Immutable dynamic sql functions



  • Scenario #1

    Basically, lets say we have a function that's using dynamic SQL but, also know for a fact that it will always return the same output for the same input and declare it immutable will it actually truly be immutable? a.k.a will the compiler/query processor be aware of this specific scenario?

    According to the official documentation

    An IMMUTABLE function cannot modify the database and is guaranteed to return the same results given the same arguments forever. This category allows the optimizer to pre-evaluate the function when a query calls it with constant arguments.

    By this logic, it should work just fine as it only cares about the input being the same.

    Scenario #2

    Same as above, but the input type is anyelement or anyarray. Considering that SQL is a strongly typed language (from official docs)

    SQL is a strongly typed language. That is, every data item has an associated data type which determines its behavior and allowed usage.

    And knowing that anyelement is simply a pseudo type because in fact during processing of functions it knows it's (for example) an integer or string. So from that point of view it shouldn't matter if a function accepts anyelement when it's immutable as well.


    I would like to know if the written above is indeed the true behavior of PostgreSQL under those conditions. And if there's any difference compared to regular immutable functions with regular SQL.



  • If a function is declared IMMUTABLE, but the body contains functions of lesser volatility (STABLE, VOLATILE), then https://wiki.postgresql.org/wiki/Inlining_of_SQL_functions of SQL functions is disabled. So, yes, Postgres does care "what's inside".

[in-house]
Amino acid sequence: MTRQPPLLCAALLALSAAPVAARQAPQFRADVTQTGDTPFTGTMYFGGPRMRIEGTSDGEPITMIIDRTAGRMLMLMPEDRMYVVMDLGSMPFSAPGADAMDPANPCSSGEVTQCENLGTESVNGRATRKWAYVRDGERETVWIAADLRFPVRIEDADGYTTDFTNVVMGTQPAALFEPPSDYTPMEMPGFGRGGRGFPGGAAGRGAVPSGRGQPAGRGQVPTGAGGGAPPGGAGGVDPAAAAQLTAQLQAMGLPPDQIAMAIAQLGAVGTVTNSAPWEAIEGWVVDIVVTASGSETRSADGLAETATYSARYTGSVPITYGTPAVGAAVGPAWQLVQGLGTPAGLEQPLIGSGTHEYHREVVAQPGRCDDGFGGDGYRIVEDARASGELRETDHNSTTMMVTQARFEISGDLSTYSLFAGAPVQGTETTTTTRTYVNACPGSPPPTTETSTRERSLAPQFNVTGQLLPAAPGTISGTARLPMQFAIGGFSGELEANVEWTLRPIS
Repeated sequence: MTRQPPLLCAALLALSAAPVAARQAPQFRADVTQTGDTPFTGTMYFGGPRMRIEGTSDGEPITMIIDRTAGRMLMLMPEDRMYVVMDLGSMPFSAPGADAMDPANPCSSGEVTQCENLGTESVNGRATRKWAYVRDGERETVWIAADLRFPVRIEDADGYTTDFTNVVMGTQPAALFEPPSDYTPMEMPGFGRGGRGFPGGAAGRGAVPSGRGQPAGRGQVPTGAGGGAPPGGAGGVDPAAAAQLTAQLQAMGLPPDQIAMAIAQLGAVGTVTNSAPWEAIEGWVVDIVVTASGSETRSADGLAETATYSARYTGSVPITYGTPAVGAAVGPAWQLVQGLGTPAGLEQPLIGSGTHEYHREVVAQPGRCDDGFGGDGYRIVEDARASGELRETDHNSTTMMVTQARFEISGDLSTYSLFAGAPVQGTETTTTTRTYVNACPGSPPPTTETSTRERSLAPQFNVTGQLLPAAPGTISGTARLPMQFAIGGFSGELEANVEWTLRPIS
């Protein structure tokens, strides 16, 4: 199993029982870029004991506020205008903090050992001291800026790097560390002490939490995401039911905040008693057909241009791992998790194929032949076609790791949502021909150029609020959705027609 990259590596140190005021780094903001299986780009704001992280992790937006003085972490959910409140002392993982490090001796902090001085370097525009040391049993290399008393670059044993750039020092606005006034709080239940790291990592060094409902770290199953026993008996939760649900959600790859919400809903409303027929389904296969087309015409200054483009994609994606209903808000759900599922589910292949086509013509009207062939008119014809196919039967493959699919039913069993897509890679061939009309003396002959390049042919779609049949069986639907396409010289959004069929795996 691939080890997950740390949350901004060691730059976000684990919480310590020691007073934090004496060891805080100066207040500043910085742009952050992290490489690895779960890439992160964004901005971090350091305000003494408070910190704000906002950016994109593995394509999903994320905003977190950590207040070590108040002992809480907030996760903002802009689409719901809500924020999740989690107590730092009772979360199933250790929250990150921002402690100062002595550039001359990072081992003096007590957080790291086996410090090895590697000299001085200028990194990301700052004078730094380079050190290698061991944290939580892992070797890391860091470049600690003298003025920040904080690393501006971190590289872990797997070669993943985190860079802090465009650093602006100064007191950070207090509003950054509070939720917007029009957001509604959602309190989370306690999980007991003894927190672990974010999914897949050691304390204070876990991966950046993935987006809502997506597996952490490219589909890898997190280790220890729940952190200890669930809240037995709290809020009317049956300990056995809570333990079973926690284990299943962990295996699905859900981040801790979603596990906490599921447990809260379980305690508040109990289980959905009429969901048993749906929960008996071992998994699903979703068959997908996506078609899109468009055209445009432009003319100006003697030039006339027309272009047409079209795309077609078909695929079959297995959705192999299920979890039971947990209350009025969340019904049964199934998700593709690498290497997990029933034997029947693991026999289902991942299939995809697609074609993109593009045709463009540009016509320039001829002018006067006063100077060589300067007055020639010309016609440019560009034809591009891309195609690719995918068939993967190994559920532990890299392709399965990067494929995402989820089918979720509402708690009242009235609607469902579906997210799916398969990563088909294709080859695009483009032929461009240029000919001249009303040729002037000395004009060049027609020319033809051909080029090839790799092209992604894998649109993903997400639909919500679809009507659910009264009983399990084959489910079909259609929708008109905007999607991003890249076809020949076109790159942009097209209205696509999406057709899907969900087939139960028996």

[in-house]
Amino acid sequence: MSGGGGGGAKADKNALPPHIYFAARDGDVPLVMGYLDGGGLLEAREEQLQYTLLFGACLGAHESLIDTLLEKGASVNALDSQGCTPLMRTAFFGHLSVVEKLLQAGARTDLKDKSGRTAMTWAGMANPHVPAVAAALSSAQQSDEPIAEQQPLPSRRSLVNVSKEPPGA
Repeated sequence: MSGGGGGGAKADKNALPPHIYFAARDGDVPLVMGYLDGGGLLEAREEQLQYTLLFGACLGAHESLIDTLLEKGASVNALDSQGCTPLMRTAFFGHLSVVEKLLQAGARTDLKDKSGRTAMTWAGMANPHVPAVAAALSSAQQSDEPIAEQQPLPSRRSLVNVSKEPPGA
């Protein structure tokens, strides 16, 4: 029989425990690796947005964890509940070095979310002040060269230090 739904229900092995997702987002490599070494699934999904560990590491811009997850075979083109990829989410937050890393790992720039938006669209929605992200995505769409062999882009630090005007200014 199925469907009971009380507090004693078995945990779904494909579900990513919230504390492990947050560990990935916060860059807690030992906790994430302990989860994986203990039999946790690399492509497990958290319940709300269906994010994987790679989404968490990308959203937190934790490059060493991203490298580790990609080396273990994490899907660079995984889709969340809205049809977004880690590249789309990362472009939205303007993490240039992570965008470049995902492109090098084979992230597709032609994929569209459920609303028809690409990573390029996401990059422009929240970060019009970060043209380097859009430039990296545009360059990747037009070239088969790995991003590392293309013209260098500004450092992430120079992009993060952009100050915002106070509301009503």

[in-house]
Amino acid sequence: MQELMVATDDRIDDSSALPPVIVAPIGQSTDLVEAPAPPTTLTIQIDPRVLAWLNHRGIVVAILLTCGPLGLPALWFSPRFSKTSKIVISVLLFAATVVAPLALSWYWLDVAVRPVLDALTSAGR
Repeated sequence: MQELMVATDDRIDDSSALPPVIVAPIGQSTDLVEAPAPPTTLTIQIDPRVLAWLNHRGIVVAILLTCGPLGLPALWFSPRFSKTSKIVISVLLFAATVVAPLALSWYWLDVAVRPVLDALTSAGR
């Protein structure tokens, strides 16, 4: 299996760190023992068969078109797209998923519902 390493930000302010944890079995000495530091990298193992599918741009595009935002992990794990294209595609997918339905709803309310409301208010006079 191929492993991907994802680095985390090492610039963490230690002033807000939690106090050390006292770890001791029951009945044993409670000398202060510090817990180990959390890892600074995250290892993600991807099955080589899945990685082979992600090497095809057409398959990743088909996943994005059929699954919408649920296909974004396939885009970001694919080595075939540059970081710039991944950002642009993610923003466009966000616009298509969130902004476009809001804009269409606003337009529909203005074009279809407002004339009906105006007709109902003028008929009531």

There are differences between SQL functions and functions with other procedural languages like PL/pgSQL. Dynamic SQL is not possible in SQL functions to begin with. Related:

    • https://stackoverflow.com/a/24771561/939860

    But for many purposes, Postgres is satisfied with the declared function volatility. For example, if you build an index involving a custom function, it must be declared IMMUTABLE. It is your responsibility to keep that promise, or the index will break silently.

    Example:

    • https://stackoverflow.com/a/11007216/939860

    https://www.postgresql.org/docs/current/xfunc-sql.html#XFUNC-SQL-POLYMORPHIC-FUNCTIONS (using anyelement et al.) is an orthogonal concept. Polymorphic functions can have any volatility declaration.




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